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  • Writer's pictureSecond Opinion Magazine

My “Honey Don’t Mow There” Garden

by Liz Johnson, Herbalist

As an herbalist, I accept that most folks are not quite like me, most don’t have a wild and wooly yard in town. I don’t know what city governments would do if we all kept our yards as wild as I’ve kept mine, but I do believe that everyone should try a little of the wild and wooly.

The gifts I have received from nature as a result of my “Honey, Don’t Mow There” garden have been many and wonderful. I have roses not too far from the shore of our little lake. I have tasted amazing foods and used incredible healing herbs all because of my rather special garden. I would love for others to experience the gifts of nature, but for that to happen, everyone would need a small corner of yard that they… ignored. Just to see what comes from year to year can be a genuine treat.

From the garlic mustard greens that visit us in the spring, to the joys of a simple herb tea used whenever one of us gets a runny nose or a head cold, we reap the bounty of the easiest garden in the world. Ever wanted a bandage for a little cut or scrape and not wanted to go inside? All over the lawn, in most people’s yards, lays a terrific wound cleaning and scar reducing remedy for all splinters and minor cuts and scrapes. At least, that is what the studies and empirical knowledge tell us. What is this little gem? A green leaf from a plant called plantain, or Plantago major. It even made a superior diaper rash oil that outdid every commercial brand, natural or otherwise, that our relatives gifted to us during our son’s first few years.

Wondering about that runny nose herb? It is so common, and so universally hated, it might just seem funny. But creeping charlie, or Glechoma hederacea, that annoying creeper with the small purple flowers, can dry up a runny nose like nobody’s business. It has even been shown to be chock full of vitamin C in some assays.

What else have we used from our yard? The burdock root in our soups to keep us happier and healthier. The best thing about harvesting burdock is that the more of the root that is dug out, the less likely that it will return to flower next year. Just harvest it in the fall of its first year, the year that it doesn’t flower, and a rich, starchy root will be the reward. Clean and use fresh in a saute or stew, or chop and dry it in a dry and shady spot to add to stews and soups all winter long. What’s my favorite recipe for burdock root? Chop some burdock, onions, carrots, parsnip, and any other wonderful root veggies, then add olive oil and some favorite seasonings, and roast in the oven until cooked through and ready to eat.

Violet flowers on my birthday cake are always welcome. They can be preserved with a light egg wash and a dusting of sugar. The flower and leaf make a very nice tea as well. Of course, dandelion greens in the spring are excellent and the root can be dug up and roasted to add a little something extra to a cup of coffee. Just brew the roasted root with the coffee grounds and try a twist on an old stand by! Of course, there was the year that chicory visited us, yet another great root to roast to add to coffee.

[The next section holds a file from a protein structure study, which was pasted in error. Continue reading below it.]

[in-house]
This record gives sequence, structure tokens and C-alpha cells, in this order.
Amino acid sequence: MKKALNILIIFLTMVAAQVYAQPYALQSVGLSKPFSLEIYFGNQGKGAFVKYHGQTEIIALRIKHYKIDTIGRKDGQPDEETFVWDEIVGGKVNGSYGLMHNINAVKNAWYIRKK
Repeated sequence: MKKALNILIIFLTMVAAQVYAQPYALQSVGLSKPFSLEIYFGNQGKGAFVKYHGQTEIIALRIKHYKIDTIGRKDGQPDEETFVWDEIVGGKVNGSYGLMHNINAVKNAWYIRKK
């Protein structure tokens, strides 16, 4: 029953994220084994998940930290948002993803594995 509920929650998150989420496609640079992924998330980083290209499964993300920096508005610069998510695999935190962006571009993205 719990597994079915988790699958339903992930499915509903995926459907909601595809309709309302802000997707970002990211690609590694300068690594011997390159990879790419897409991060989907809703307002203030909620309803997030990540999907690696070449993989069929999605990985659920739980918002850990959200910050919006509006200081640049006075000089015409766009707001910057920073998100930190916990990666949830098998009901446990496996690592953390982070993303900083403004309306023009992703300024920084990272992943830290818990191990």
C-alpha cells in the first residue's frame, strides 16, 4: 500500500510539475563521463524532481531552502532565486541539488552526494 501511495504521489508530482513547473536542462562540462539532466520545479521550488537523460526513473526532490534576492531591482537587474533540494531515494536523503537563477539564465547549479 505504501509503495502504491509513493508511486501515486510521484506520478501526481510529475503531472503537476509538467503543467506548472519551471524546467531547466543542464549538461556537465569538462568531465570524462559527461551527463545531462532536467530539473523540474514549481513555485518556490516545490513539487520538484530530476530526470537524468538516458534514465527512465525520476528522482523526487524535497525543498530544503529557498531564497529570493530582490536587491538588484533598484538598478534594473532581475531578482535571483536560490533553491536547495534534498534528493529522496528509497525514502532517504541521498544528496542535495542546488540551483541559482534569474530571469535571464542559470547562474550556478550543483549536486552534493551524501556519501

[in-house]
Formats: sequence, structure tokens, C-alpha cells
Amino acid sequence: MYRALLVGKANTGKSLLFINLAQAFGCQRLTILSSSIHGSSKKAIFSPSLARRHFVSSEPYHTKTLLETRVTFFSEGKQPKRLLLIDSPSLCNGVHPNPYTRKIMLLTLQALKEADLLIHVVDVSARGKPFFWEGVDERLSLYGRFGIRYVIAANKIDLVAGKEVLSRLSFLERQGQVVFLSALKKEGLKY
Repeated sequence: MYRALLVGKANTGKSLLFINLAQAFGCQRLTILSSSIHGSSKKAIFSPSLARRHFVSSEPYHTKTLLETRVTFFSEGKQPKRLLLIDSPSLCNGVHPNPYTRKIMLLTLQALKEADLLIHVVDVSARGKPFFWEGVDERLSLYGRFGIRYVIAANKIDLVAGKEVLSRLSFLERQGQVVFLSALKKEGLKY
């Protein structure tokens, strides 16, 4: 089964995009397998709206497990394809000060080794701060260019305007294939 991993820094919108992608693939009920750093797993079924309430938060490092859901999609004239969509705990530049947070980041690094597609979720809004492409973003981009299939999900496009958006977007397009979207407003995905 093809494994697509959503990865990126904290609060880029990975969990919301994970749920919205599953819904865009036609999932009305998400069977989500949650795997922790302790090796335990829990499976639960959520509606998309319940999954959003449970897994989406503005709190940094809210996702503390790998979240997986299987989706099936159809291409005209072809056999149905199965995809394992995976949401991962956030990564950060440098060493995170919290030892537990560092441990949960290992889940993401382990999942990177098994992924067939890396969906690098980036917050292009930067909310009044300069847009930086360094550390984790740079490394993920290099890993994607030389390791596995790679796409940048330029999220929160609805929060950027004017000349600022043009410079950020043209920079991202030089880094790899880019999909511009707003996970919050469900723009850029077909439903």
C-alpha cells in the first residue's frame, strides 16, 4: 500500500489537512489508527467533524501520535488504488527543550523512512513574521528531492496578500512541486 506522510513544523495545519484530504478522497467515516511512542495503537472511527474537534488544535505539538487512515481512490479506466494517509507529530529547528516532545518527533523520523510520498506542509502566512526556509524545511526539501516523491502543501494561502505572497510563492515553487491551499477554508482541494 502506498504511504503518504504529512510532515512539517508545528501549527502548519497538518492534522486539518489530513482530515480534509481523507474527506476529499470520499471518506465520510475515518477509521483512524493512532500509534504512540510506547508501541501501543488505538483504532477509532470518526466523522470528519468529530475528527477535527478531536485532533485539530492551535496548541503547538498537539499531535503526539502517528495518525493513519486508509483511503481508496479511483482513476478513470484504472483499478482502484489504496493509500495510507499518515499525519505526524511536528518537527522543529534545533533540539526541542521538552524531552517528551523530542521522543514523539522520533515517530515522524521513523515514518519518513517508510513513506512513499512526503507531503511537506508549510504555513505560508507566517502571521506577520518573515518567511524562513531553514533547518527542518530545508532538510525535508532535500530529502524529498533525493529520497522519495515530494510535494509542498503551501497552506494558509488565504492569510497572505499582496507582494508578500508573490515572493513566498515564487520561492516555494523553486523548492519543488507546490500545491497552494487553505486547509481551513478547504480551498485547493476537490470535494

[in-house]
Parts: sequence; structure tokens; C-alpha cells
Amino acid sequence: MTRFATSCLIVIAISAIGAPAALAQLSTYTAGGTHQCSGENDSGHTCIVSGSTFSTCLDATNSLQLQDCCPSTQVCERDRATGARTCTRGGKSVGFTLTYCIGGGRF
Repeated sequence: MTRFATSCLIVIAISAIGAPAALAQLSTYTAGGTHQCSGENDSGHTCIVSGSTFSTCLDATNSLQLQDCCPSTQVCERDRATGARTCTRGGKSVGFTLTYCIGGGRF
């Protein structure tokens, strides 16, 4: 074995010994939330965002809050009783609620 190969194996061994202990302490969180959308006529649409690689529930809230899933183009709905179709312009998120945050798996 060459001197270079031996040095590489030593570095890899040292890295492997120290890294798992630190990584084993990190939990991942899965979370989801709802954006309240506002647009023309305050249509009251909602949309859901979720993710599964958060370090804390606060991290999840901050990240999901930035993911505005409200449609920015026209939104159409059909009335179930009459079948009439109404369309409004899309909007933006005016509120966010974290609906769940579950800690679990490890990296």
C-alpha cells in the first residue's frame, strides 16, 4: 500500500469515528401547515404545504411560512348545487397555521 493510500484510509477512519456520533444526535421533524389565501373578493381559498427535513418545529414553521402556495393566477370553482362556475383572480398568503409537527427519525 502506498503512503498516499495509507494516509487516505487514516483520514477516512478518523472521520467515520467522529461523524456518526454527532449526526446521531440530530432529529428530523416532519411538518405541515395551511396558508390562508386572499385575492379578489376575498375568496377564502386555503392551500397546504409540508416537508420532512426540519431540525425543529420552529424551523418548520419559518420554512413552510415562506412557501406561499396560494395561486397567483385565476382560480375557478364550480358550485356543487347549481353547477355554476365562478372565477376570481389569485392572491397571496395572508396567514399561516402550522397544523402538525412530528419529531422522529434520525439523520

The traditional and natural medicinal uses of these herbs are also amazing. The heal all, or Prunella vulgaris, that came up in the yard helped a friend’s mouth ulcer, and, to her surprise, her headaches!

Yarrow for colds and bruising; honeysuckle or catnip for fever and restlessness; motherwort for that friend in menopause suffering from cold flashes and palpitations; the creeping virginia helped a cough to disappear one fall; and the rhubarb root seemed to shorten someone’s digestive discomforts very quickly. With every spring comes the joy of chickweed, which helps my skin and lungs immensely; and of course, the treat of the garlic mustard greens that my family loves so much. We have tried and true friends in our yard that we have come to rely on year in and year out.

Each summer a new plant visits us in our suburban jungle, and each summer we make a new and valued friend. We’ve steeped herbs in wine, made tinctures with vodka, stewed, roasted, sugared, brewed, chopped, and just plain eaten herbs raw, right out of the yard. At first our new herb friends were pretty easy to find information on, after all, burdock root can be looked up on the Internet very easily and much of the information one might want to know about the herb can be found there. As time went on, more obscure herbs came to visit, and the adventures they led me on were wonderful. It has added to what I could find in books, and on-line with personal experiences, and the knowledge and lore of other herbalists and herbal fans. From classes taken and classes taught, conversations and conventions, each herb has made itself known, layer by layer; and each herb has offered a fascinating journey into nature and into self-discovery. After all, learning about someone or something new reveals as much about oneself as it does about the new person or thing.

From dining on cattails and morels to using the herb veronica for a cough, my rather special garden has brought a new delight each and every year we’ve been here. I cannot encourage people enough to save a small space in the yard to let nature have its way with. What grows there might be amazing, perhaps even roses, wild, sweet, delicate roses. Just give nature a chance and the rewards can be endless. So let a square of the yard go, just that little bit, and see what wants to visit you this summer.

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